"Society dictates that when you're a 16-year-old lad you have a girlfriend, you sleep with her and that's how it is," was his tremendously sad explanation. "Especially as a rugby player and a lad who grew up on a council estate. You go out, go drinking, carrying on - that's what you do. I convinced myself, no way could I be gay, it was inconceivable."

Thankfully, what these latest statistics seem to be telling us is that fewer young people feel that being outside the boundaries of traditional relationship conventions is 'inconceivable'. Both the singer Miley Cyrus and popular model Cara Delevingne have been open about their fluid sexualities, illustrating the fact that liking both genders is simply not a big deal any more and has moved from an underground scene into the 'mainstream'. And for every headline hungry young popstrel, there is a more thoughtful and older celebrity contributing to the discussion of a more fluid idea of sexuality.

Cynthia Nixon (49) who played Miranda in Sex and the City, was in a heterosexual relationship for 15 years and had two children before falling for her current partner, Christine Marinoni, in 2004. The actor Portia de Rossi was married to a man before falling in love with the comedian and talk show host, Ellen DeGeneres in 2008 and the 65-year-old British musician Tom Robinson, who has been married to his partner, Sue, for the past 30 years, describes himself as "a gay man who happens to be in love with a woman".

During my 20s, I was mostly single, but the relationships I did have were with women, and I guess, to the outside world, I appeared gay. And then, at yet another party in Glasgow, which I went to with a girlfriend-turned-ex-turned-friend Mia, I met the man who I very quickly realised would become my husband.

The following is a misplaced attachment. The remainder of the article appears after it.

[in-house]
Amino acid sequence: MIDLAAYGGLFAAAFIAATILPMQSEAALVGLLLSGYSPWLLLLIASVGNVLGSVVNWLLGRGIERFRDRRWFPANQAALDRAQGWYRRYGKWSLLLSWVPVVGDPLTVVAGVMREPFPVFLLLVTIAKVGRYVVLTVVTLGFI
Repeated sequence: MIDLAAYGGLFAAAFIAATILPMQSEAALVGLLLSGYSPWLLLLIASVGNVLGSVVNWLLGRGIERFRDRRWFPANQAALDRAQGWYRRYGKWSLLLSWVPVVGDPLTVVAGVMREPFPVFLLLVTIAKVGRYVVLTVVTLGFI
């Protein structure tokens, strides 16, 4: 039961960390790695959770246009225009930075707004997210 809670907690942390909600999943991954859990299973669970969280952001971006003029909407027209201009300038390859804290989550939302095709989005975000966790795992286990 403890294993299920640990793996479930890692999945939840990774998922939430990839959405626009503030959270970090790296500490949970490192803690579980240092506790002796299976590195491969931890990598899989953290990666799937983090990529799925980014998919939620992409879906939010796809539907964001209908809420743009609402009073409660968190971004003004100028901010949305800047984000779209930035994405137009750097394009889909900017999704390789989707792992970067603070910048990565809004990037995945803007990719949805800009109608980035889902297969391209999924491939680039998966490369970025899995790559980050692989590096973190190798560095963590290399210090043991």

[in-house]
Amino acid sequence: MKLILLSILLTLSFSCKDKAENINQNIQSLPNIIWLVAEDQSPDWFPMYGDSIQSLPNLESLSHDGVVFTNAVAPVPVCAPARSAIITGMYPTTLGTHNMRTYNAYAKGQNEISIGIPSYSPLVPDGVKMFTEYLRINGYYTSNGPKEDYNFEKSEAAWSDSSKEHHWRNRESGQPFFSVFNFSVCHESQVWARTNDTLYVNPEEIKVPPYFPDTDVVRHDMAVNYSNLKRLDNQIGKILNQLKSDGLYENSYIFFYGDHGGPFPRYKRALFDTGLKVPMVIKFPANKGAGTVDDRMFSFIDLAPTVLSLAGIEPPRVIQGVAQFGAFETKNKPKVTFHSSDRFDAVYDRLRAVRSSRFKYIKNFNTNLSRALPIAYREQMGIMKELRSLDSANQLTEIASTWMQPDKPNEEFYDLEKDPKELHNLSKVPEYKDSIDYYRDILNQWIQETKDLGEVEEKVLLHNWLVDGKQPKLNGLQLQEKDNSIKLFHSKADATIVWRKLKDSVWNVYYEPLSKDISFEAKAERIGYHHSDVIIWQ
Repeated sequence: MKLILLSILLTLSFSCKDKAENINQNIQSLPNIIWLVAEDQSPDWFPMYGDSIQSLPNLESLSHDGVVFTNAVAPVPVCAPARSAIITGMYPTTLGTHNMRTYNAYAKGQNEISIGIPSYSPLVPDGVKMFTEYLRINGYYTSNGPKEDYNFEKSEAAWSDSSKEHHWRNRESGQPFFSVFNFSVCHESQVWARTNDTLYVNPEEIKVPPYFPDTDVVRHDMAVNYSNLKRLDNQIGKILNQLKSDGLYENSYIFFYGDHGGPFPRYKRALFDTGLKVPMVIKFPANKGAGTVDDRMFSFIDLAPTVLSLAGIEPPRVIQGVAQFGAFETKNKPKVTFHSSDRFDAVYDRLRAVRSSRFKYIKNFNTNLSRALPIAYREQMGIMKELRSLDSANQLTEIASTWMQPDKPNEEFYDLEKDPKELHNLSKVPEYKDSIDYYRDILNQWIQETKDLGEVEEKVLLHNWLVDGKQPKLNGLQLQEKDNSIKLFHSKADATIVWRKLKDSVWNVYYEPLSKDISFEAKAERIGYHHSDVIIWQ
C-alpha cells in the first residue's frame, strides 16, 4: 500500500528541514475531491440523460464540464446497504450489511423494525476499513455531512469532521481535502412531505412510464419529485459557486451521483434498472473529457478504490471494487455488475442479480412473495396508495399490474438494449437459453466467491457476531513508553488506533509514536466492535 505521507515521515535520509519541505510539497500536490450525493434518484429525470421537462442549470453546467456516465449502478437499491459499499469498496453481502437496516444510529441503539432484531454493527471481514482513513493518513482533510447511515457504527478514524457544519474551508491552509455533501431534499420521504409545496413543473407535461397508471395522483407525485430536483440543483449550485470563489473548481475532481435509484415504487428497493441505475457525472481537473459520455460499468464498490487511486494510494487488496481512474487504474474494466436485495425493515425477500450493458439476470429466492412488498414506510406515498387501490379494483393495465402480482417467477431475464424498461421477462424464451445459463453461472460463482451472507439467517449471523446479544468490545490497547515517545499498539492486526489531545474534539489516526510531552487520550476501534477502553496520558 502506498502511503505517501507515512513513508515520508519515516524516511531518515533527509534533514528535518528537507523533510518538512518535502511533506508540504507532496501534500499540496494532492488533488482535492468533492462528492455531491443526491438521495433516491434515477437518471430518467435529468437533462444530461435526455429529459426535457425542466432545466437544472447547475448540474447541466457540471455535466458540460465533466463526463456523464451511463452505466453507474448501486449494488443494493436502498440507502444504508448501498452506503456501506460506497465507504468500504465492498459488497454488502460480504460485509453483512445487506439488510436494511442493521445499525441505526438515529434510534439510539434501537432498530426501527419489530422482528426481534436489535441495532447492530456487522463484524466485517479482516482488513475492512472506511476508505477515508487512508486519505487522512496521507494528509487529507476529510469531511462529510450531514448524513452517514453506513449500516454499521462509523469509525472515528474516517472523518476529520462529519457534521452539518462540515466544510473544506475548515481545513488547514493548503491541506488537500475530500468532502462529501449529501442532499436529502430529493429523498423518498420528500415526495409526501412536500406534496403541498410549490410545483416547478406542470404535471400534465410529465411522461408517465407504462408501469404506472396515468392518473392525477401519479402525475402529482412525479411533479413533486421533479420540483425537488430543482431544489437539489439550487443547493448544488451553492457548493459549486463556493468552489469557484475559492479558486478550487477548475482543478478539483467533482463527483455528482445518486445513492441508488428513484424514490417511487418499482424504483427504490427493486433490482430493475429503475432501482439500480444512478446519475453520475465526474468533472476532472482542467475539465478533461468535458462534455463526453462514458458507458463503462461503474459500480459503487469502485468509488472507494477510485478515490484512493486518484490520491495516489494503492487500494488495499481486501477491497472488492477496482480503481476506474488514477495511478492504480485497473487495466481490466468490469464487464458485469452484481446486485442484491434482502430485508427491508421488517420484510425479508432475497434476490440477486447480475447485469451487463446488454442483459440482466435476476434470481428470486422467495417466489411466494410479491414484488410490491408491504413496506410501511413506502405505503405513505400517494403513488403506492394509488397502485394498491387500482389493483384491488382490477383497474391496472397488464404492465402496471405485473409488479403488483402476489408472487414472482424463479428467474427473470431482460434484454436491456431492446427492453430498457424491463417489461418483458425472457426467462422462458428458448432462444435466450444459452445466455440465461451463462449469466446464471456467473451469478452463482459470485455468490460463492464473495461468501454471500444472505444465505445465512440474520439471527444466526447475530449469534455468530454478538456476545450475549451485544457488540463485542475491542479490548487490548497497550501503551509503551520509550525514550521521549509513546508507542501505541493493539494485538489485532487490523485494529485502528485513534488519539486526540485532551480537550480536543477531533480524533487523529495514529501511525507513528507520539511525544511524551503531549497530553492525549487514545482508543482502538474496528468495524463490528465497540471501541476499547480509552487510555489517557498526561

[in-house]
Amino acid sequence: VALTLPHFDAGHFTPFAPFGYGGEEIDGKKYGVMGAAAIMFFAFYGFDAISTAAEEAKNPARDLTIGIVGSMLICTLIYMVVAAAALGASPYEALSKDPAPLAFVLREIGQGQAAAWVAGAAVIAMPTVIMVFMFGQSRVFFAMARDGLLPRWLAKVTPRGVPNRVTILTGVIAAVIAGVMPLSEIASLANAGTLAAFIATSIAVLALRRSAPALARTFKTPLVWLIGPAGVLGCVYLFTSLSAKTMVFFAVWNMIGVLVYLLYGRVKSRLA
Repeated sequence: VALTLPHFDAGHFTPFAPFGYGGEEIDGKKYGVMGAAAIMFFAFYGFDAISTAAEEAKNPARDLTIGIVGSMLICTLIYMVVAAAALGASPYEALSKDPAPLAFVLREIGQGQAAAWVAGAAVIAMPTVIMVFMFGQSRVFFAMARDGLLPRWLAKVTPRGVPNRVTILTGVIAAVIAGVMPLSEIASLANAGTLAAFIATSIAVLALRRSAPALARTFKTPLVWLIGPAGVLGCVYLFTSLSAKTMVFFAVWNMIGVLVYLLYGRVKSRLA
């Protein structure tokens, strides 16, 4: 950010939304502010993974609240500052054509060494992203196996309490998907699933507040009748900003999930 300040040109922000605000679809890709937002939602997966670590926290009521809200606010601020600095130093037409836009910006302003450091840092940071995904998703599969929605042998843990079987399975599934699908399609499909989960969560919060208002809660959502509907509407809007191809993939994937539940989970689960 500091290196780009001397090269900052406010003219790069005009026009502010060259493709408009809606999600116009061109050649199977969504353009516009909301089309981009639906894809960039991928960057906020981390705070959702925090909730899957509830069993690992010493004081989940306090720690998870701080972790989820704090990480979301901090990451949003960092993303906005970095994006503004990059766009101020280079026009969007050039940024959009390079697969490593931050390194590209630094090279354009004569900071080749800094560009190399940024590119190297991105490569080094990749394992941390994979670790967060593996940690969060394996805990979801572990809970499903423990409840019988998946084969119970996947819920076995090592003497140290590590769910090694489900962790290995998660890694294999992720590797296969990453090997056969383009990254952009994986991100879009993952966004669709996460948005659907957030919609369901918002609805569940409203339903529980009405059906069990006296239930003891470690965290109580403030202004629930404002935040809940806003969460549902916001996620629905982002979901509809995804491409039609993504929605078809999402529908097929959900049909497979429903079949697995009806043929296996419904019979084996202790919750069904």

People often ask how Sean responded when I told him that I was bisexual, expecting some sort of jealous showdown or years of expensive relationship therapy. Nope, he was fine about it from the start, like the open-minded, self-assured and big-hearted man he is. (I wouldn't have married anything less).

After our first kiss that night, I clumsily said: "Er, I should probably tell you that I'm Mia's ex-girlfriend."

His eyebrows raised a couple of millimetres, then he smiled and said, "Well, I've always had a lot in common with Mia."

I know he's had some stupid remarks from vague acquaintances about "turning me" (ugh), but he's always been gentlemanly enough to shield me from this. Equally, I'll shield him from the insensitive comments I get from time to time, from gay friends.

"Another one bites the dust," a friend said, bitterly, when I first told her about Sean.

Some people think that my decision to marry a man is an act of laziness and cowardice, that I've chosen to settle for an easy life, a vanilla existence, the more socially accepted relationship status, children and a home. But to me, like I suspect for many people who answered this latest survey, it's not the gender I am in love with, it's the person. Sean, well he's just Sean. I refuse to feel like a traitor for doing what I've always done: having a relationship with whoever I fall for, regardless of their gender.

Five years into my marriage, people occasionally ask, "Do you still consider yourself bisexual, then?"

Um, of course I do. My present doesn't wipe out my past. A committed relationship with a man doesn't make me ashamed of my relationships with women. Ending up with a man doesn't make my same-sex relationships a 'phase', or a 'mistake'.

Sure, as a woman married to a man, I can "pass" as straight. But I don't want to. Because I remember what a hard time I had working out what I was. And I really hope the next generation who say that they are neither straight nor gay are finding it easier to talk to their friends about it than I did.

Telegraph.co.uk